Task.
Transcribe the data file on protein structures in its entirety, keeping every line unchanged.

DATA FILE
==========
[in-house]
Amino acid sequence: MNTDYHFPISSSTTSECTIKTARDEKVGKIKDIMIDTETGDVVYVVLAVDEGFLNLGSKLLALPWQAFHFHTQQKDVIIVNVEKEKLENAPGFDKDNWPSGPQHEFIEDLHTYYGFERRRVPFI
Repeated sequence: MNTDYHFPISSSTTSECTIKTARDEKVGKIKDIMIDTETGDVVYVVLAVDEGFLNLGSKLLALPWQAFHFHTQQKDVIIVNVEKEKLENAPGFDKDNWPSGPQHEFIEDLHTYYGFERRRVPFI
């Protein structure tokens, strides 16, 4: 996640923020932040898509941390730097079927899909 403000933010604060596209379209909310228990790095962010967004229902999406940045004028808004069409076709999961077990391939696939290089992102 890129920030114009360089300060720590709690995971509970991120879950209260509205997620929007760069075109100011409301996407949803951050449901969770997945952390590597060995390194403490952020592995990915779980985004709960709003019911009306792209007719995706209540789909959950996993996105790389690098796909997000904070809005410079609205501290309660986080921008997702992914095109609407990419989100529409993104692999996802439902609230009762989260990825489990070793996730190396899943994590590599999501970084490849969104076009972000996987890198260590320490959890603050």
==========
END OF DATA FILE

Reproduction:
[in-house]
Amino acid sequence: MNTDYHFPISSSTTSECTIKTARDEKVGKIKDIMIDTETGDVVYVVLAVDEGFLNLGSKLLALPWQAFHFHTQQKDVIIVNVEKEKLENAPGFDKDNWPSGPQHEFIEDLHTYYGFERRRVPFI
Repeated sequence: MNTDYHFPISSSTTSECTIKTARDEKVGKIKDIMIDTETGDVVYVVLAVDEGFLNLGSKLLALPWQAFHFHTQQKDVIIVNVEKEKLENAPGFDKDNWPSGPQHEFIEDLHTYYGFERRRVPFI
């Protein structure tokens, strides 16, 4: 996640923020932040898509941390730097079927899909 403000933010604060596209379209909310228990790095962010967004229902999406940045004028808004069409076709999961077990391939696939290089992102 890129920030114009360089300060720590709690995971509970991120879950209260509205997620929007760069075109100011409301996407949803951050449901969770997945952390590597060995390194403490952020592995990915779980985004709960709003019911009306792209007719995706209540789909959950996993996105790389690098796909997000904070809005410079609205501290309660986080921008997702992914095109609407990419989100529409993104692999996802439902609230009762989260990825489990070793996730190396899943994590590599999501970084490849969104076009972000996987890198260590320490959890603050």